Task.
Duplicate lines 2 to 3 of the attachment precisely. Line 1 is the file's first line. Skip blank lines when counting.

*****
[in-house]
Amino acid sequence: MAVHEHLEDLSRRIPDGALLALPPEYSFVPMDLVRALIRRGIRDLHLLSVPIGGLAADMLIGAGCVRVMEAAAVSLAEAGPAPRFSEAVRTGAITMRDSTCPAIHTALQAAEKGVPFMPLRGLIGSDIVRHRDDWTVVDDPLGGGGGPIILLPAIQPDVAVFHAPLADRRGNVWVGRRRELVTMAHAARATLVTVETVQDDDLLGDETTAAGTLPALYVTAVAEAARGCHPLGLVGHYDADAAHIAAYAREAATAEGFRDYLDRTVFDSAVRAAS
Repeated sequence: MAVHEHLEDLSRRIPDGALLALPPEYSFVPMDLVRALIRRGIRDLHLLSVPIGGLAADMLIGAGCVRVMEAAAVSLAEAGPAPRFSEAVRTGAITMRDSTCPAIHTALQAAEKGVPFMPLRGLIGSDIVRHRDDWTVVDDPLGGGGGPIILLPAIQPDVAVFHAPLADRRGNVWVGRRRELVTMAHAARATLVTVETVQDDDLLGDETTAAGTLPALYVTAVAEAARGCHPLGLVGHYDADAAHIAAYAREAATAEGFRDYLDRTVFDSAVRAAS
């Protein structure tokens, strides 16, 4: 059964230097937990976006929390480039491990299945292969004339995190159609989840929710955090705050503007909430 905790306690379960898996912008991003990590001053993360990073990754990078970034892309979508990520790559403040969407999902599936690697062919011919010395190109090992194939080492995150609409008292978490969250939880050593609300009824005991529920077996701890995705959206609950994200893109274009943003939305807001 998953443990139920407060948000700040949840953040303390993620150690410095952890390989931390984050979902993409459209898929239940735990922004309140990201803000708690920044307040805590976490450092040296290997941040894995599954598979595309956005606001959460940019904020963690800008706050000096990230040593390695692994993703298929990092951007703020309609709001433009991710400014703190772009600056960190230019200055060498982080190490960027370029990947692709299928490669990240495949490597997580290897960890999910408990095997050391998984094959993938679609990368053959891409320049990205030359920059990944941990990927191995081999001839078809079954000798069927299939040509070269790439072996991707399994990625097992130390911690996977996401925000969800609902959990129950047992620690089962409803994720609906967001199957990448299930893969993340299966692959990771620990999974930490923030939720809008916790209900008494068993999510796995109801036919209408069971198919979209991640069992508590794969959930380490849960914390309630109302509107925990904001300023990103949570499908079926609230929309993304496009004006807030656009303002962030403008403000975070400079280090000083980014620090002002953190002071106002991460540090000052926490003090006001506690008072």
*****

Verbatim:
Amino acid sequence: MAVHEHLEDLSRRIPDGALLALPPEYSFVPMDLVRALIRRGIRDLHLLSVPIGGLAADMLIGAGCVRVMEAAAVSLAEAGPAPRFSEAVRTGAITMRDSTCPAIHTALQAAEKGVPFMPLRGLIGSDIVRHRDDWTVVDDPLGGGGGPIILLPAIQPDVAVFHAPLADRRGNVWVGRRRELVTMAHAARATLVTVETVQDDDLLGDETTAAGTLPALYVTAVAEAARGCHPLGLVGHYDADAAHIAAYAREAATAEGFRDYLDRTVFDSAVRAAS
Repeated sequence: MAVHEHLEDLSRRIPDGALLALPPEYSFVPMDLVRALIRRGIRDLHLLSVPIGGLAADMLIGAGCVRVMEAAAVSLAEAGPAPRFSEAVRTGAITMRDSTCPAIHTALQAAEKGVPFMPLRGLIGSDIVRHRDDWTVVDDPLGGGGGPIILLPAIQPDVAVFHAPLADRRGNVWVGRRRELVTMAHAARATLVTVETVQDDDLLGDETTAAGTLPALYVTAVAEAARGCHPLGLVGHYDADAAHIAAYAREAATAEGFRDYLDRTVFDSAVRAAS